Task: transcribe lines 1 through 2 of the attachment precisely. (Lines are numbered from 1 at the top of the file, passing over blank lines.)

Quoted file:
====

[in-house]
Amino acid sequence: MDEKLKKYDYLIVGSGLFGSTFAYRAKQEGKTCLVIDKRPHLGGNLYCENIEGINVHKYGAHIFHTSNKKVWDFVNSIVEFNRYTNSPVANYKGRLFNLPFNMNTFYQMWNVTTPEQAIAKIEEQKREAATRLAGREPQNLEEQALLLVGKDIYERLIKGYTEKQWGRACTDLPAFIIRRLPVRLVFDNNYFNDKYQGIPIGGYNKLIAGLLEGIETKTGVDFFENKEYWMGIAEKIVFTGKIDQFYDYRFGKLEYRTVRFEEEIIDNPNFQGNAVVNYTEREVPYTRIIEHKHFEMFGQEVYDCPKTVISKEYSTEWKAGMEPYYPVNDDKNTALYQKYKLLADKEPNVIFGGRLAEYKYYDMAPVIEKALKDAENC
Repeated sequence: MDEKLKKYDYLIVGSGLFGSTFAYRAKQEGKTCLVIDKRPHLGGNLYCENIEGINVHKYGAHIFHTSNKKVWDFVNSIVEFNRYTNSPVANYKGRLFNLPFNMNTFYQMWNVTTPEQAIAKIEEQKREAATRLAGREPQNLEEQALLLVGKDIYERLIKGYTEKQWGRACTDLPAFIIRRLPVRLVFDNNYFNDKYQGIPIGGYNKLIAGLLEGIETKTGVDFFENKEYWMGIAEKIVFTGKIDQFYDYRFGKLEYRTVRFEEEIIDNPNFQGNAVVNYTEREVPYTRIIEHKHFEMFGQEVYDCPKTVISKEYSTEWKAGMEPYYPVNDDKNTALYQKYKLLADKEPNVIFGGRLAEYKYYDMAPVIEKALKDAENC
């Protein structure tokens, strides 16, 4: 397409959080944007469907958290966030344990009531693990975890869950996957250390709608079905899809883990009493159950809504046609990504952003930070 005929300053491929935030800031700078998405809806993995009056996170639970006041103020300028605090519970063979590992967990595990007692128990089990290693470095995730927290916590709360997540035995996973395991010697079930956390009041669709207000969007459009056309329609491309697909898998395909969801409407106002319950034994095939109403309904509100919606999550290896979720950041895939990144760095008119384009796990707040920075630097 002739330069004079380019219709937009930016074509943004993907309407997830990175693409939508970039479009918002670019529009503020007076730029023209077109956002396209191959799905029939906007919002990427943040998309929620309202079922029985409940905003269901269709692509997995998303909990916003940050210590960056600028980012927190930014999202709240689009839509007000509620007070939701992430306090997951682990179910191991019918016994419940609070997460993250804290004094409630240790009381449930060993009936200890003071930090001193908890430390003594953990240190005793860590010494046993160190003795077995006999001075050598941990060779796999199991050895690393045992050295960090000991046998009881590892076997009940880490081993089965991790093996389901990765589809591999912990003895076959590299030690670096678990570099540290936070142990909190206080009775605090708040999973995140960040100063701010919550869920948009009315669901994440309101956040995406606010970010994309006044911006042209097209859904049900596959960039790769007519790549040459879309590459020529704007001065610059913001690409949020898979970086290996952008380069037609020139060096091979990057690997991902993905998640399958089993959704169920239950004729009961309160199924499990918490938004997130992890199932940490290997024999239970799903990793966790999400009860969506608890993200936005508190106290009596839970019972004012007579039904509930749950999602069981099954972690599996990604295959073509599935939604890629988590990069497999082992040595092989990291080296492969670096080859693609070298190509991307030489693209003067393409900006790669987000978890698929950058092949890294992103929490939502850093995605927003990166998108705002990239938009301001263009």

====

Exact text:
[in-house]
Amino acid sequence: MDEKLKKYDYLIVGSGLFGSTFAYRAKQEGKTCLVIDKRPHLGGNLYCENIEGINVHKYGAHIFHTSNKKVWDFVNSIVEFNRYTNSPVANYKGRLFNLPFNMNTFYQMWNVTTPEQAIAKIEEQKREAATRLAGREPQNLEEQALLLVGKDIYERLIKGYTEKQWGRACTDLPAFIIRRLPVRLVFDNNYFNDKYQGIPIGGYNKLIAGLLEGIETKTGVDFFENKEYWMGIAEKIVFTGKIDQFYDYRFGKLEYRTVRFEEEIIDNPNFQGNAVVNYTEREVPYTRIIEHKHFEMFGQEVYDCPKTVISKEYSTEWKAGMEPYYPVNDDKNTALYQKYKLLADKEPNVIFGGRLAEYKYYDMAPVIEKALKDAENC